'The Obamas': Inside The First Family's Marriage
New York Times journalist Jodi Kantor's new book, "The Obamas," purports to reveal the inner workings of the first family's relationship.
But is it ever really possible to get inside someone's marriage -- especially that of the President and First Lady?
Given that Kantor didn't interview the Obamas for her book, (though she says she has previously spoken to both Michelle and Barack about their marriage), it's unclear how much this tell-all will truly reveal (the book hits stores on January 10).
"The Obamas" has already garnered criticism from several corners. David Remnick of The New Yorker wote: "Such books regard more earnest matters like history, context, and ideas the way a child looks at a plate of Brussels sprouts." The Washington Post criticized Kantor for discounting the importance of getting an interview with the Obamas for her book.
White House Press Secretary Eric Schultz called "The Obamas" a reflection of Kantor's "own opinions." And former White House Chief of Staff Rahm Emmanuel -- who Kantor characterizes as having a strained relationship with the Obamas -- told the Chicago Sun-Times: "I'm very proud to have worked for the president and the first lady, and [my wife] Amy and I are very proud to call them friends."
Although Kantor has come under fire for the book's failure to present the Obamas' perspective, the author did interview more than 30 White House staffers about the first family, and offers up what New York Times book reviewer Connie Schultz calls "gossipy tidbits that fuel a narrative about their marriage and how it has shaped the presidency." She adds: "Ms. Kantor retires wooden stereotypes of the political wife as a prop or a problem and instead explores what it means to be a modern first lady, one with her own opinions and an expectation that she will be heard."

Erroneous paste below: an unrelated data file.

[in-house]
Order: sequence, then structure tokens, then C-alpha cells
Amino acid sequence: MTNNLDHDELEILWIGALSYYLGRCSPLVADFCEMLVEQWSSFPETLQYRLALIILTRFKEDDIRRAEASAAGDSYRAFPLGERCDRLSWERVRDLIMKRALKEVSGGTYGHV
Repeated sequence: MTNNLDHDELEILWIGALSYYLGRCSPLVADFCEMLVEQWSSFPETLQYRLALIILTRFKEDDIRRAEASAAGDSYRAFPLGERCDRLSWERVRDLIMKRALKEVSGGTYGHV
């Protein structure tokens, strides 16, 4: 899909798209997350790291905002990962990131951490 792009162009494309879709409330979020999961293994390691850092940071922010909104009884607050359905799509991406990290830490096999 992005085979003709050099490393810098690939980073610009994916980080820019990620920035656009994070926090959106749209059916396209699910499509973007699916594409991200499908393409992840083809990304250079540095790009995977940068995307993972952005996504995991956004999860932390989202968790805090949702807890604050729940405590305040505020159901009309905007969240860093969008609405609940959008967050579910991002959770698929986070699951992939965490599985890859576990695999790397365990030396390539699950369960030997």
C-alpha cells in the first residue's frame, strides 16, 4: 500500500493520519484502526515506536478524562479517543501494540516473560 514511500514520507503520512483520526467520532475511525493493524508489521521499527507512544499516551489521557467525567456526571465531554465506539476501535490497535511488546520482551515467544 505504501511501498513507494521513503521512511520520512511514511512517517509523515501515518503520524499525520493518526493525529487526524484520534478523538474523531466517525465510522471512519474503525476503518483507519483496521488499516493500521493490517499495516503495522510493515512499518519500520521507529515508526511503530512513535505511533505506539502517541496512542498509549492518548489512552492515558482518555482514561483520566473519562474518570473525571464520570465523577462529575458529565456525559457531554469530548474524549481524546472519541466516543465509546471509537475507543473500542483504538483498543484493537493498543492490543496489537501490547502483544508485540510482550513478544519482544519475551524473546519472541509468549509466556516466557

Connie Schultz also says that Kantor is, "a meticulous reporter ... [who] is attuned to the nuance of small gestures, the import of unspoken truths. She knows that every strong marriage, including the one now in the White House, has its complexities and its disappointments."
Kantor reportedly received a seven figure advance for "The Obamas" after a lively auction among publishers in New York City.
The author has defended the book against criticism: "The story I wanted to write was never going to come from the Obamas' lips," Kantor told Chicago Magazine. "In a way, it goes to Barack Obama's own predicament as president: He's such a gifted storyteller. Yet can he really tell his own story anymore?"
So what do you think? Is it really possible to understand someone else's marriage? Let us know in the comments.